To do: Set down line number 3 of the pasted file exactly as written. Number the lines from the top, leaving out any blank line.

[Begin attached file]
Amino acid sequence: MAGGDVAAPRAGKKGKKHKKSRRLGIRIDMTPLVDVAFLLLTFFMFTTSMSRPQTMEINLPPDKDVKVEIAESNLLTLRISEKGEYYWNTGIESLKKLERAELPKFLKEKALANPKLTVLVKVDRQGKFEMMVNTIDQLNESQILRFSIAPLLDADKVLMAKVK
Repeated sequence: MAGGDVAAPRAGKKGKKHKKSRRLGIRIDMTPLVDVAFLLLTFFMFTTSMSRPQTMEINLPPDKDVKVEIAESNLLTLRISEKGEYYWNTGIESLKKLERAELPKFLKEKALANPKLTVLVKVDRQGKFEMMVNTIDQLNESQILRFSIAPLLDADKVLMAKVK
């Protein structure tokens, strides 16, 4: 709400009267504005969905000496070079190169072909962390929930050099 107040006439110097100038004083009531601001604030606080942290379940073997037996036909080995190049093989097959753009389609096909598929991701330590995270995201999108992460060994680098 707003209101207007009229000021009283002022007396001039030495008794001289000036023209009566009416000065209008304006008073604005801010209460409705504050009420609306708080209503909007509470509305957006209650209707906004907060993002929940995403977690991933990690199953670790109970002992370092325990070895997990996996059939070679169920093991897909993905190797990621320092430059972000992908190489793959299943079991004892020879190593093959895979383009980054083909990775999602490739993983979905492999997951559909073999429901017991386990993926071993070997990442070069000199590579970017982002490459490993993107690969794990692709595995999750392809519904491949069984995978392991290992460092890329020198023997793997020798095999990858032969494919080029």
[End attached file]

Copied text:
């Protein structure tokens, strides 16, 4: 709400009267504005969905000496070079190169072909962390929930050099 107040006439110097100038004083009531601001604030606080942290379940073997037996036909080995190049093989097959753009389609096909598929991701330590995270995201999108992460060994680098 707003209101207007009229000021009283002022007396001039030495008794001289000036023209009566009416000065209008304006008073604005801010209460409705504050009420609306708080209503909007509470509305957006209650209707906004907060993002929940995403977690991933990690199953670790109970002992370092325990070895997990996996059939070679169920093991897909993905190797990621320092430059972000992908190489793959299943079991004892020879190593093959895979383009980054083909990775999602490739993983979905492999997951559909073999429901017991386990993926071993070997990442070069000199590579970017982002490459490993993107690969794990692709595995999750392809519904491949069984995978392991290992460092890329020198023997793997020798095999990858032969494919080029």